Ed Trompak: 1954-2003

DURING a career spanning 25 years and two countries, Ed Trompak was involved with some of the world’s top longwall mines. He is remembered as one of the best longwall operators in the coal industry.
Ed Trompak: 1954-2003 Ed Trompak: 1954-2003 Ed Trompak: 1954-2003 Ed Trompak: 1954-2003 Ed Trompak: 1954-2003

Ed Trompak (left) at West Elk in 1995 with Joe Mock. Image courtesy Joy Mining Machinery.

Staff Reporter

The early years

Douglas Edward Trompak was born in Morgantown, West Virginia on 22 October, 1954. He grew up in Barrackville, West Virginia, the middle son of George and Jennie Trompak and attended Barrackville High School.

His childhood friend, Doug Conaway, remembers Ed was an excellent student who excelled in all athletic programs.

“He never hesitated to try anything new or different and everything he attempted to do he worked at it until he was successful or had mastered the skill. He carried this same determination and perseverance with him his entire life,” Conaway said.

Following his 1978 graduation from West Virginia University in Morgantown with a Bachelor of Science degree in Mining Engineering, Ed began his mining career at the Kitt Mine in West Virginia.

Ed was hired to participate in the Associates in Management program with an emphasis in operations management. He was well suited for the position since he had spent his college breaks involved in the “Loop Program” at Bethlehem Steel’s Coal Mining Division, designed to develop future management candidates.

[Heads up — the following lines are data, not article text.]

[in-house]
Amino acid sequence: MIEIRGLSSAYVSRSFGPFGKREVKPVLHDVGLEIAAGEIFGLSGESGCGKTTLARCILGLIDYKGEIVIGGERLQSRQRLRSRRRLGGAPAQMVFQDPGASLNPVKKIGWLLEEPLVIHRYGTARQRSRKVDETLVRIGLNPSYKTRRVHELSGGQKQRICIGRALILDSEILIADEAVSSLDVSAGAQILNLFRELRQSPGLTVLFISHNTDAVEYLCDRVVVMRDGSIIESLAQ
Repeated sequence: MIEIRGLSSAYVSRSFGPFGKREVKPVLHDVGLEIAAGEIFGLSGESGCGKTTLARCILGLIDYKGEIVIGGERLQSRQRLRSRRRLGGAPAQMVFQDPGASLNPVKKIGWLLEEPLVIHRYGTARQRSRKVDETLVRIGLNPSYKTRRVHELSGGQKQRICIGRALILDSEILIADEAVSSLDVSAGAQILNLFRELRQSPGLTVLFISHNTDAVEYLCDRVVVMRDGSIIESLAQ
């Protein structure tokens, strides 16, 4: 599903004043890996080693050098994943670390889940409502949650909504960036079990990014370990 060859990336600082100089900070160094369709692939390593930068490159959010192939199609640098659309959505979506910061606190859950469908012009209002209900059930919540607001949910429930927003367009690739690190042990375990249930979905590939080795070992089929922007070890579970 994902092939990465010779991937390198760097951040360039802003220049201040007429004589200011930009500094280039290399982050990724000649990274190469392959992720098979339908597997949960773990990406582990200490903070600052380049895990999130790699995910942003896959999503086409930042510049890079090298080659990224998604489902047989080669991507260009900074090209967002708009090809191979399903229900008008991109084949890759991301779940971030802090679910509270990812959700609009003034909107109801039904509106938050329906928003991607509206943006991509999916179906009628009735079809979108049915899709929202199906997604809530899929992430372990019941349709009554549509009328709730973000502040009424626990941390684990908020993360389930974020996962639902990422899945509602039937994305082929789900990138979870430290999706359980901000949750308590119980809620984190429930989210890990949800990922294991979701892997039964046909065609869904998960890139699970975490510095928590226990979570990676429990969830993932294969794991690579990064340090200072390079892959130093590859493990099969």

As a management trainee, Ed worked directly for the mine foreman on special projects. Before long he took the foreman’s exam and began supervising his own crew. He had excellent leadership abilities and quickly earned the respect of colleagues. He could bring out the best in people and had an uncanny knack of reading people’s personalities and moods and then making them feel better.

After a couple of years' underground supervisory work, Ed transferred to engineering. The Kitt Mine had difficult roof conditions that caused restrictions in the ventilation system. He became the ventilation engineer and tackled the difficult task of improving the ventilation system and accurately projecting future ventilation needs at Kitt.

In 1982, Ed advanced to senior mine engineer and was responsible for all engineering at Kitt Mine, he continued in this position until 1985 when he returned to operations to become longwall coordinator of a 1000 foot plus wide face.


Ed was first employed in Australia at BP Coal Australia’s Tahmoor mine in 1987, largely for his knowledge and experience of US Pittsburgh seam faces. He had been seconded from BP Coal America to assist with the running of the newly installed Tahmoor longwall.

Ed’s role was to assist with technical operational and maintenance issues and introduce sound systems for achieving a high level of equipment utilisation. This longwall subsequently ran at above 60% utilisation for several years.

At Tahmoor he reported to then mine manager Brian Nicholls, who had been instrumental in persuading BP Coal Australia to invest in the Tahmoor longwall.